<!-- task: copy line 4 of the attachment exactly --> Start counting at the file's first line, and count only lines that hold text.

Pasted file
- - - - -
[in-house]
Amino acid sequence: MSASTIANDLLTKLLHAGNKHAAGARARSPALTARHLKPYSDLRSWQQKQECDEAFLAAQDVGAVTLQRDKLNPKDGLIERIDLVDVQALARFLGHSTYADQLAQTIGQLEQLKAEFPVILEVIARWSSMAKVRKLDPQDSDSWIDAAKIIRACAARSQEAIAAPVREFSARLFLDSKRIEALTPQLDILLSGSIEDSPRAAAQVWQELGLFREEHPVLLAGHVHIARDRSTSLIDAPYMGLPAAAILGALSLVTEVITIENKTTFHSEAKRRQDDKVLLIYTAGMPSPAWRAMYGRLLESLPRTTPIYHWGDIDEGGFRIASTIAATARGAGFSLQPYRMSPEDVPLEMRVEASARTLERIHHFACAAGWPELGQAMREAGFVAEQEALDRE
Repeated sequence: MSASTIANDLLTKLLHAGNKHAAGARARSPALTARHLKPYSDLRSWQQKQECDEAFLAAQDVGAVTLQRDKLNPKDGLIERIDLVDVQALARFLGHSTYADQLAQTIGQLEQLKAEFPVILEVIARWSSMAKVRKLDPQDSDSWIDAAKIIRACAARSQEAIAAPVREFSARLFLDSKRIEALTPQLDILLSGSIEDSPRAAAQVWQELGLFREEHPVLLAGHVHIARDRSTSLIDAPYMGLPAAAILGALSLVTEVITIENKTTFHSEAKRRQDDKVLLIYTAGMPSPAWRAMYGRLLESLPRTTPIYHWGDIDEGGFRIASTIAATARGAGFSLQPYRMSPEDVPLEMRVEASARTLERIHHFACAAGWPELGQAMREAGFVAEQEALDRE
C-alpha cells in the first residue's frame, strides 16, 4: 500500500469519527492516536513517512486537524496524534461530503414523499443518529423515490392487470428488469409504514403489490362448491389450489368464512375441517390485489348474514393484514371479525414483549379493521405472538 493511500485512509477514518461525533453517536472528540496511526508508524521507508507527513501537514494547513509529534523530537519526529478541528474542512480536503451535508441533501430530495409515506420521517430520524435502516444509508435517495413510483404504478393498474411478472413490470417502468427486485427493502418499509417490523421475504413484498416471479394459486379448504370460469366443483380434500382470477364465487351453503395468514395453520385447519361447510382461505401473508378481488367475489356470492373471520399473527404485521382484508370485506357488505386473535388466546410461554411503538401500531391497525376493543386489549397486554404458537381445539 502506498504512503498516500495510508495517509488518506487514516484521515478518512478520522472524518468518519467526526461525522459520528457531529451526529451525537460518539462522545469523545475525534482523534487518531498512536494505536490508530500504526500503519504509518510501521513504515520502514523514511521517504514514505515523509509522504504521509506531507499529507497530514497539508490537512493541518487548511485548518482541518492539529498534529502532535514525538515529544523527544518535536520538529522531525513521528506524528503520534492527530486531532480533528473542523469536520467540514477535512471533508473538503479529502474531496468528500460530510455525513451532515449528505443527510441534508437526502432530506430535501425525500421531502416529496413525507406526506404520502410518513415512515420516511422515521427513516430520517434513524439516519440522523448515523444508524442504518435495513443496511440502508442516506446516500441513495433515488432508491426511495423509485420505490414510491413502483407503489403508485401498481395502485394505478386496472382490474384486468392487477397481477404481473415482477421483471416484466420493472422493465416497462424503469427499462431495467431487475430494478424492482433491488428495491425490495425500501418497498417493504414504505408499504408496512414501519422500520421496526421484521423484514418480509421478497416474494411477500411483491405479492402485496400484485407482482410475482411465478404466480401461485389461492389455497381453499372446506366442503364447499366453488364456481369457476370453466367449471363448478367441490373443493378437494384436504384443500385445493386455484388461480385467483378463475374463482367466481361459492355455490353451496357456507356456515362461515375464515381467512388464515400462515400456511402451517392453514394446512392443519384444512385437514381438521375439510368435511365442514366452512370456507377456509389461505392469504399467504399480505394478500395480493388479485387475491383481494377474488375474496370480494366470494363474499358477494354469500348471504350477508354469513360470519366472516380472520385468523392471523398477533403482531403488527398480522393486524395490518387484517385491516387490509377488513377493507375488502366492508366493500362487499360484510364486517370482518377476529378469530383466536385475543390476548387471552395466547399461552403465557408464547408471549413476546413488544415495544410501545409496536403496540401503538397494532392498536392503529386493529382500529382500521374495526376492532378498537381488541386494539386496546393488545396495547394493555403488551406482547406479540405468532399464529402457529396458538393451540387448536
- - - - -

C-alpha cells in the first residue's frame, strides 16, 4: 500500500469519527492516536513517512486537524496524534461530503414523499443518529423515490392487470428488469409504514403489490362448491389450489368464512375441517390485489348474514393484514371479525414483549379493521405472538 493511500485512509477514518461525533453517536472528540496511526508508524521507508507527513501537514494547513509529534523530537519526529478541528474542512480536503451535508441533501430530495409515506420521517430520524435502516444509508435517495413510483404504478393498474411478472413490470417502468427486485427493502418499509417490523421475504413484498416471479394459486379448504370460469366443483380434500382470477364465487351453503395468514395453520385447519361447510382461505401473508378481488367475489356470492373471520399473527404485521382484508370485506357488505386473535388466546410461554411503538401500531391497525376493543386489549397486554404458537381445539 502506498504512503498516500495510508495517509488518506487514516484521515478518512478520522472524518468518519467526526461525522459520528457531529451526529451525537460518539462522545469523545475525534482523534487518531498512536494505536490508530500504526500503519504509518510501521513504515520502514523514511521517504514514505515523509509522504504521509506531507499529507497530514497539508490537512493541518487548511485548518482541518492539529498534529502532535514525538515529544523527544518535536520538529522531525513521528506524528503520534492527530486531532480533528473542523469536520467540514477535512471533508473538503479529502474531496468528500460530510455525513451532515449528505443527510441534508437526502432530506430535501425525500421531502416529496413525507406526506404520502410518513415512515420516511422515521427513516430520517434513524439516519440522523448515523444508524442504518435495513443496511440502508442516506446516500441513495433515488432508491426511495423509485420505490414510491413502483407503489403508485401498481395502485394505478386496472382490474384486468392487477397481477404481473415482477421483471416484466420493472422493465416497462424503469427499462431495467431487475430494478424492482433491488428495491425490495425500501418497498417493504414504505408499504408496512414501519422500520421496526421484521423484514418480509421478497416474494411477500411483491405479492402485496400484485407482482410475482411465478404466480401461485389461492389455497381453499372446506366442503364447499366453488364456481369457476370453466367449471363448478367441490373443493378437494384436504384443500385445493386455484388461480385467483378463475374463482367466481361459492355455490353451496357456507356456515362461515375464515381467512388464515400462515400456511402451517392453514394446512392443519384444512385437514381438521375439510368435511365442514366452512370456507377456509389461505392469504399467504399480505394478500395480493388479485387475491383481494377474488375474496370480494366470494363474499358477494354469500348471504350477508354469513360470519366472516380472520385468523392471523398477533403482531403488527398480522393486524395490518387484517385491516387490509377488513377493507375488502366492508366493500362487499360484510364486517370482518377476529378469530383466536385475543390476548387471552395466547399461552403465557408464547408471549413476546413488544415495544410501545409496536403496540401503538397494532392498536392503529386493529382500529382500521374495526376492532378498537381488541386494539386496546393488545396495547394493555403488551406482547406479540405468532399464529402457529396458538393451540387448536